"You will never finish that," he said simply and walked away.

"I will too!" I shouted after him. "I'll finish it just to show you," but already I was feeling foolish and defeated. It hadn’t looked so vast in the catalog as it did draping over my lap and onto the floor.

Over the next couple of months, I ran into all kinds of trouble and finished – on the outside – perhaps 3.2 percent of the entire canvas. I kept it with my unfinished knitting projects in a canvas bag for ten years. Then I finally and quietly donated it to the local hospital rummage sale where some poor quixotic soul must have bought it.

Every once in awhile when the conversation lags, Scott will look at me and say, "You know, you never finished that hooked rug." He knows that really gets under my skin because he knows I want to be the sort of person who takes on a project bigger than I can handle and finishes it anyway.

I want to be the sort of mother who says, "If you aren’t up and dressed and sitting at the breakfast table by 7:30 tomorrow morning, boy, no computer for two days," and actually follows through. But then, at some point after school, I’m on a phone call for work and some kid will lean up against my chair with a pitiful look on his face, his hands in an attitude of prayer. "PLEEEEESE," he mouths. He kisses my rings. And after five minutes I break and say "Mmm-hmm" into the phone and hiss at the boy, "Okay, for a little while. Now shoo!"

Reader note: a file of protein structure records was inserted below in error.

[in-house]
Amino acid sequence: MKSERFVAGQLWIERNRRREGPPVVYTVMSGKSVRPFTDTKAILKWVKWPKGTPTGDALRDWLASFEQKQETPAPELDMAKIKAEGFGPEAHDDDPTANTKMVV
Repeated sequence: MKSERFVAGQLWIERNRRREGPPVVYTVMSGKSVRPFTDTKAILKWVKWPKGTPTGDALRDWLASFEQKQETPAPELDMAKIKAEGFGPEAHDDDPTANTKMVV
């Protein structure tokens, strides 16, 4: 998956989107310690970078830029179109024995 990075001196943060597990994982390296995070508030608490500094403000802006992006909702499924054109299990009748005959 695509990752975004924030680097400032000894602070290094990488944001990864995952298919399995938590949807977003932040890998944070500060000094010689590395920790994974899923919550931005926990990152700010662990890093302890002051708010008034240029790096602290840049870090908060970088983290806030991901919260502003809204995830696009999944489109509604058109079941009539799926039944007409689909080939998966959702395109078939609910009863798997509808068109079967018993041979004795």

I want to be the sort of person who exercises everyday, who doesn’t eat french fries, who puts clothes away as soon as they’re folded instead of foraging for clean laundry in the basket all week, who doesn’t pass over important stories on Google News only to click on "Russell Crowe targeted in al-Qaeda kidnapping plot."

I am still operating under the delusion that I am going to wake up some morning a person I will never be.

Actually, it’s a grand hope and some days I feel like it’s possible to transform myself. Grace Paley wrote a collection of short stories I love called, Enormous Changes at the Last Minute. There is a very short story in it titled "Wants" that commends itself to anyone who wants to be the sort of person who always drops off library books before they're due.

For those of you who feel, like I often do, "extremely accused," Grace and I can't promise much with regard to personal transformation, but I'm sure she joins me in the hope that you will feel like you’re in good company.

*It was a small room off the kitchen that would have served as a mud room if they’d never invented cars or driveways so that the fact that it was on the wrong side of the house wouldn't have mattered. It had a wide, heavy old-fashioned door with interesting hardware. Besides a second refrigerator, the back room had a broom closet where, for some reason, we kept fishing poles and an ancient work sink that was good for washing paint brushes…if you could get to it over all the other junk that collected on the floor. And it always smelled a little funny…kind of like puppy breath. Three years ago my mother sold the farm in upstate New York, and I don’t expect I’ll ever throw another berry basket up over the refrigerator again.